Guy’s surgeon performs the first prostate ablation with a new surgical robot
Guy’s said the new robot would help them tackle the long backlog of people waiting for surgery after Covid
A surgeon at Guy Hospital performed the first operation to remove a cancerous prostate with a new surgical robot.
Professor Prokar Dasgupta operated on former GP Nasser Jadalizadeh, 78, of Surrey, who has prostate cancer.
Nasser said, “Professor Dasgupta spoke to me in depth, so I really had no questions about it. I was very excited and delighted to be the first patient. I had no pain after I returned from the hospital, just slight discomfort for a few days. I am currently as good as gold.
“I’m back to doing four or five mile walks and when I get home I’m tired but not exhausted. Later this month I will be playing golf again.
During this kind of operation, surgeons control the robot sitting in front of an open console in the same room that shows them what is happening in three dimensions and in high definition. A small camera at the end of an arm gives them a view inside the patient.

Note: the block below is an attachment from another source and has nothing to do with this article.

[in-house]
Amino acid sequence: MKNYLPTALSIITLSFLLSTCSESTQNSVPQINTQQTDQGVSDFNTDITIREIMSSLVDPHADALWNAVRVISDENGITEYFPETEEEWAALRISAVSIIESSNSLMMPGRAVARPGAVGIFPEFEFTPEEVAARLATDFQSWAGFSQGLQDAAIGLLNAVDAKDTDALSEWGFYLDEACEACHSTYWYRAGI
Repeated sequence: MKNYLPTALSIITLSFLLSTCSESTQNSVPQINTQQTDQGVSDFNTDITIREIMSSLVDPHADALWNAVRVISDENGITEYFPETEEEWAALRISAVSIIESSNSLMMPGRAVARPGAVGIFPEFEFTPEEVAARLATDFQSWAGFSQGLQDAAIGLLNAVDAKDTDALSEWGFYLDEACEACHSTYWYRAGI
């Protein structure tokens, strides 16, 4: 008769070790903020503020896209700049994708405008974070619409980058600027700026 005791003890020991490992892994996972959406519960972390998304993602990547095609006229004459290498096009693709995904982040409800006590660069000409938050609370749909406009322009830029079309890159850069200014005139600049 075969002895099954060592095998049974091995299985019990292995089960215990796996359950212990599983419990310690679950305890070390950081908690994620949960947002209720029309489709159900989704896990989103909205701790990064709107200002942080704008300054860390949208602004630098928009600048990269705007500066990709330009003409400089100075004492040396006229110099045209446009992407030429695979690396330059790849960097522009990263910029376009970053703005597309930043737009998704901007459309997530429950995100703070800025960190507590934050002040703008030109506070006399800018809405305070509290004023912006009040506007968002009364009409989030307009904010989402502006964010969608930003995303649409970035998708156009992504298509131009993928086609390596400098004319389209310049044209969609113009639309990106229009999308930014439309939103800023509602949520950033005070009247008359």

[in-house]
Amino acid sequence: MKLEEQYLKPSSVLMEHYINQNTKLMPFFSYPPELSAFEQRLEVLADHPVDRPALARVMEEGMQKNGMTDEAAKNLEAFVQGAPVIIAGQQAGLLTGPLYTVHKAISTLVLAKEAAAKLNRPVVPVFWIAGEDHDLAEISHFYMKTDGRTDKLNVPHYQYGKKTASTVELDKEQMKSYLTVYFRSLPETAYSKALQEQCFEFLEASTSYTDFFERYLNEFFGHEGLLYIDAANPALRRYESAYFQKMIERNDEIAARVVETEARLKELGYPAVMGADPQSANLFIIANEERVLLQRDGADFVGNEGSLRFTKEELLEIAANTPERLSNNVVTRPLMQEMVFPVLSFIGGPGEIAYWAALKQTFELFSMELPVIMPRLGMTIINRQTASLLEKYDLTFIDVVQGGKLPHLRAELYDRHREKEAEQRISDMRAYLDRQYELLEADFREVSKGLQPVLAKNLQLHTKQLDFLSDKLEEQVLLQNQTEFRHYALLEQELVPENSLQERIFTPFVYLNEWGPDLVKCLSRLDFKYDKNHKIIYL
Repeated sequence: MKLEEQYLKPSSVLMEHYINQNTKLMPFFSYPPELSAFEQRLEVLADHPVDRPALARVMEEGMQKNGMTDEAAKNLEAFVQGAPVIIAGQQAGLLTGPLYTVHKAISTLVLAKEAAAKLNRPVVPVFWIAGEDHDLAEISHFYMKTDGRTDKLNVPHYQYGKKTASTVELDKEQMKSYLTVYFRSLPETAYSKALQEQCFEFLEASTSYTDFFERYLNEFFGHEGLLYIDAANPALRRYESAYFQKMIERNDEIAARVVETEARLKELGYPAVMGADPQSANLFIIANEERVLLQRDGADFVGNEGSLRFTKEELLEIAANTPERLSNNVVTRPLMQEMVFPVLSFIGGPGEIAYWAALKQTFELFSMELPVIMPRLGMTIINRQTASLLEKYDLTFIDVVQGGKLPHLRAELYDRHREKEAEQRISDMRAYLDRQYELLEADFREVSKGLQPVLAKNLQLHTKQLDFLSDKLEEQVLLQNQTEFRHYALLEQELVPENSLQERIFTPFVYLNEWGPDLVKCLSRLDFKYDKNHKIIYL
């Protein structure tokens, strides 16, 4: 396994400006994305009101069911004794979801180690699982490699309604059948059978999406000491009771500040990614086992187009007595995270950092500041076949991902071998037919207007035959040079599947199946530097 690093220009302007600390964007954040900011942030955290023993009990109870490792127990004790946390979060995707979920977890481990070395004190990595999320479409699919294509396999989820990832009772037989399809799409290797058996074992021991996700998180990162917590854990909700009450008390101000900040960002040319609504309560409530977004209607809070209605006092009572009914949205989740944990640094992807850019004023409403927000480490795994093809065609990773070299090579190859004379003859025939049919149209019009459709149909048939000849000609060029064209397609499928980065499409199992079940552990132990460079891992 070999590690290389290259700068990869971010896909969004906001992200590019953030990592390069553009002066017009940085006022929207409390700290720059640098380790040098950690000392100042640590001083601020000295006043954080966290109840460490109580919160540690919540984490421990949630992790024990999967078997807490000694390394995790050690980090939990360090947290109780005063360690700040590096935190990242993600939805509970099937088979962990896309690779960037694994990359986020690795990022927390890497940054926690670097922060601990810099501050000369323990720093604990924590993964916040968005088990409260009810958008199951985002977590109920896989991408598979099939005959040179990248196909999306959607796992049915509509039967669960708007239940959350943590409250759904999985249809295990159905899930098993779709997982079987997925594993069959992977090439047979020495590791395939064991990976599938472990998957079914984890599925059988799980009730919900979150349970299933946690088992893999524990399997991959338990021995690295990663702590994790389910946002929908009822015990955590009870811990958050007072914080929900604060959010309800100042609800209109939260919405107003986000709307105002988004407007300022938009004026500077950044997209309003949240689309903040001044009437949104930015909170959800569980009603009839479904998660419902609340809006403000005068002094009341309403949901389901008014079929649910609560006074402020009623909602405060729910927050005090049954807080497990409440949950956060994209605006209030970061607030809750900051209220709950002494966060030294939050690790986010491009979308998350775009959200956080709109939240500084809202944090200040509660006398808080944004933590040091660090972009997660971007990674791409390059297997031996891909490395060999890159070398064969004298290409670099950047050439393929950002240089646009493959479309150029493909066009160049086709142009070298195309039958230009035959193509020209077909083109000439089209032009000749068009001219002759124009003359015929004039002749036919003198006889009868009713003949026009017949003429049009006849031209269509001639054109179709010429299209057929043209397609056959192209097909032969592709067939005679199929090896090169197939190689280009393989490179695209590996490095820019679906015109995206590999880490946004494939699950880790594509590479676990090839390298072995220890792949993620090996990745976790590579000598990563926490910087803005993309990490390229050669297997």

Guy’s already has other surgical robots, but this robot, called Versius, already helps surgeons perform prostate and kidney ablation, reconstruction of pyeloplasty (to remove a blockage in one of the ureters) and adrenal surgery. It will be used in the future for colorectal and general surgeries. St Thomas’ Hospital – which is part of the same NHS trust as Guy’s, will get a second Versius robot.
Professor Dasgupta said: “We were the first to use robotic technology in the UK. The addition of Versius to our robotic surgery program means that even more patients can now benefit from faster recovery times, less time spent in the hospital and a reduced risk of infection.
“This is especially important as the NHS is trying to treat as many patients as possible in these busy times. “